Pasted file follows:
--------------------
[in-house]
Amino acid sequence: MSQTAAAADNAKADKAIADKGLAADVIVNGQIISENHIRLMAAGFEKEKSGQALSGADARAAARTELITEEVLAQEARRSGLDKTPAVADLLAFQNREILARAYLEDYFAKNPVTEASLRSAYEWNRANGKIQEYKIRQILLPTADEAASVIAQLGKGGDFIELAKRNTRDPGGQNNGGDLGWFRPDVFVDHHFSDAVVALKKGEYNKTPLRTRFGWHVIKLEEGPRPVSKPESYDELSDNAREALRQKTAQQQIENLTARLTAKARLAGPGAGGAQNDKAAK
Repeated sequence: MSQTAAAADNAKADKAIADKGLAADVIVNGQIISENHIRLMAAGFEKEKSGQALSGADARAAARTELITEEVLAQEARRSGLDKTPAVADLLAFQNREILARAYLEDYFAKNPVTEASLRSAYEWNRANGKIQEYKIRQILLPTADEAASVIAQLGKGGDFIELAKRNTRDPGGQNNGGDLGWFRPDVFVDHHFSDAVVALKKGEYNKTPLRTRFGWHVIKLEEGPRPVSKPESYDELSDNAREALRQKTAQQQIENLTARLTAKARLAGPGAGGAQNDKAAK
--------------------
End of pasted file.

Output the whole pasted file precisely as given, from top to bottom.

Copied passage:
[in-house]
Amino acid sequence: MSQTAAAADNAKADKAIADKGLAADVIVNGQIISENHIRLMAAGFEKEKSGQALSGADARAAARTELITEEVLAQEARRSGLDKTPAVADLLAFQNREILARAYLEDYFAKNPVTEASLRSAYEWNRANGKIQEYKIRQILLPTADEAASVIAQLGKGGDFIELAKRNTRDPGGQNNGGDLGWFRPDVFVDHHFSDAVVALKKGEYNKTPLRTRFGWHVIKLEEGPRPVSKPESYDELSDNAREALRQKTAQQQIENLTARLTAKARLAGPGAGGAQNDKAAK
Repeated sequence: MSQTAAAADNAKADKAIADKGLAADVIVNGQIISENHIRLMAAGFEKEKSGQALSGADARAAARTELITEEVLAQEARRSGLDKTPAVADLLAFQNREILARAYLEDYFAKNPVTEASLRSAYEWNRANGKIQEYKIRQILLPTADEAASVIAQLGKGGDFIELAKRNTRDPGGQNNGGDLGWFRPDVFVDHHFSDAVVALKKGEYNKTPLRTRFGWHVIKLEEGPRPVSKPESYDELSDNAREALRQKTAQQQIENLTARLTAKARLAGPGAGGAQNDKAAK